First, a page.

the whirlpool of evil habit. I began to feel for it as
though endowed with life, and I longed to see it set
free from that torment and pursue its way down to the
peaceful lake. But no sooner did it return towards the
main tide of the river, than some side-eddy seized it
and swung it helplessly and hopelessly back !

Many of these vortices had deep centres, and like
separate individualities went circling round the basin.
I was told that a few weeks before, a boat had been
upset above the Fall with two ladies and a gentleman,
and that the body of the latter was seen for more
than a day, black and naked, except the boots,
whirling round and round, occasionally lifting up its

Environs and Outflow. 105

hands as if calling for help. Only after great
efforts was it at length secured by a rope flung from
the shore.

A little steamer, the " Maid of the Mist," was built
just below the Falls, and used to run from bank
to bank, and to take passengers quite up to the very
Fall. But the erection of the bridge spoilt her trade,
and she was sold to a man at Montreal. But how
was she to be got there ? How could she pass the
Rapids, where the water was racing at the rate of thirty
miles an hour, and tossing up its mighty waves?
And how could she escape the dreaded whirlpool ?
A very daring boatman undertook, for a large reward,
the perilous enterprise. The vessel went down the
stream safely a little farther than the bridge. Here
she encountered the worst rapids. She gave a
great lunge, showing her keel ; the " smoke pipe "
broke off, the boiler was dislodged, two men at the
wheel were thrown down, yet she shot safely through
the terrible ravine, only, however, to be seized by the
whirlpool. Here she was swung round once, and they
who gazed expected every moment she would be
drawn under. But on approaching the main current
again, she was carried down the stream, and reached

io6 Niagara.

Montreal without further damage. The steersman,
quite satisfied with the adventure, said he would never
undertake the like again.

The railway route along the bank of the river from
the Suspension Bridge to Lewiston, a distance of
about five miles, will not soon be forgotten by the
traveller. After being carried for some distance along
the level, it enters the narrow gorge, and descends by
an incline cut on the face of the precipice. In some
places there seems nothing whatever between you and
the river, so that any accident would precipitate the
train into the foaming, roaring torrent below. The
station is at Lewiston, on the level of the water. It
is a little town seven miles below the Falls, where the
river becomes navigable. A few miles lower down
the river enters the lake.

On the opposite side of the river is Queenston, and
on the picturesque heights above is a monument to
the memory of the British general, Brock, who was
killed in 1812, when successfully defending the post
against the Americans. Then this whole region be-
came the scene of outrages on both sides, the toma-
hawk and scalping-knife adding to the horrors of what
is called more civilized warfare. The Americans burned

Environs and Outflow. 107

the town of Newark, at the mouth of the river ; and
the British burned the town of Buffalo. Then the
Americans won the battles of Chippewa and of
Lundy's Lane, on the Canadian side, near the Falls.
Let us hope that never again will the frontier be a
scene of conflict between nations whose interests are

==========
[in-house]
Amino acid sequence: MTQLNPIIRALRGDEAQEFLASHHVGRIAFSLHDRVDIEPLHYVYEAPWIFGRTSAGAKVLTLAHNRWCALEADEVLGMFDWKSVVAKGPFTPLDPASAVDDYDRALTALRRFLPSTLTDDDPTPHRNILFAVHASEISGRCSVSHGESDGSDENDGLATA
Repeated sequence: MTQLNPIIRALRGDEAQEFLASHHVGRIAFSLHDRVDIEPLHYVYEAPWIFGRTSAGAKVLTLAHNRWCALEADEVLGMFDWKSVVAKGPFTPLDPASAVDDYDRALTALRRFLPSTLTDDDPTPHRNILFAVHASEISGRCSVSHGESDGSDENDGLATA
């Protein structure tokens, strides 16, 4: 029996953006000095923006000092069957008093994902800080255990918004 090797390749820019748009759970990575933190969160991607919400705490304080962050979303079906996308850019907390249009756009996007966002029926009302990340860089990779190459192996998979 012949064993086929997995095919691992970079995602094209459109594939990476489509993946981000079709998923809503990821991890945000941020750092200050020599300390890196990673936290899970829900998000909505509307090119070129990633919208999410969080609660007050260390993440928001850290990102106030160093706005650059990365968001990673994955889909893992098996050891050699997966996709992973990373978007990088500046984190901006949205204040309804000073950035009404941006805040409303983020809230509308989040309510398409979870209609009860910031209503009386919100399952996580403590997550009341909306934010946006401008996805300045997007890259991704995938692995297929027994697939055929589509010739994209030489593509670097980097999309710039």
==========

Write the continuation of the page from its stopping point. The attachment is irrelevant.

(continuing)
identical, who are one family, and whose strife would
be fratricidal.

It may be well to insert here my notes of a trip
down the Niagara waters to Montreal. At Lewiston,
already described as seven miles below the Falls, we
leave the train for the steamer, which, aided by a very
strong current, soon brings us out into Lake Ontario.
Fort Niagara is at the mouth of the river, on the Ameri-
can side, and the small town of Niagara on the British
side. I was disappointed with the lake-scenery of
America. It is the ocean without its peculiar grandeur.
The shores are level, and there is the entire absence of
those special features of scenery which are associated
with the Swiss, Italian, and British lakes. The dis-
tance from Niagara across to Toronto is nearly forty
miles ; when half-way over we still saw the misty
column that rises from the Falls like the smoke of a
grand sacrifice.

io8 Niagara.

The lake is about 180 miles long. On the Ameri-
can shore is Oswego, famous for its flour -mills and the
preparation of American corn, which has made the
name so familiar. The shore, on one side, w r as seen
very indistinctly ; on the other it was quite invisible.
We awoke early next morning (September 28), when
the vessel called at the beautiful city of Kingston,
situated on the eastern extremity of the lake, where
the Niagara waters, now the River St. Lawrence, issue
forth on their journey to the sea, still nearly 800 miles
distant. The entire length of the river, including
the chain of lakes which feed it, extends 3,000 miles.
At its mouth it is nearly 100 miles wide. It is navi-
gable, by the aid of canals, through its whole extent,
vessels from Liverpool landing their cargoes at Chi-

The first part of the river, as it leaves the great
lake, is two or three miles wide, and is called the Lake
of the Thousand Islands : there are, in fact, nearly
fifteen hundred of them, of various sizes. The
largest is Wolf Island, about twenty miles long. After
leaving this we entered a perfect labyrinth • no de-
scription can give an adequate idea of the scene :
rocks of all forms and sizes, from several acres to a

Environs and Outflow. 109

few yards in area, rose from the broad river, covered
with the most beautiful foliage ; lichens, mosses, and
ferns, adorned the rich-coloured sandstone. Some-
times merely a rocky point was seen emerging, bald
and bare, like the snout or forehead of some levia-
than ; sometimes a few inches of water covered the
crags ; sometimes a precipice rose, abruptly, fifty feet
from the stream, crowned by gigantic pines or cedars.
Sometimes the channel which the steersman selected
was several hundred yards wide ; sometimes it was so
narrow that there was scarcely room for the boat : you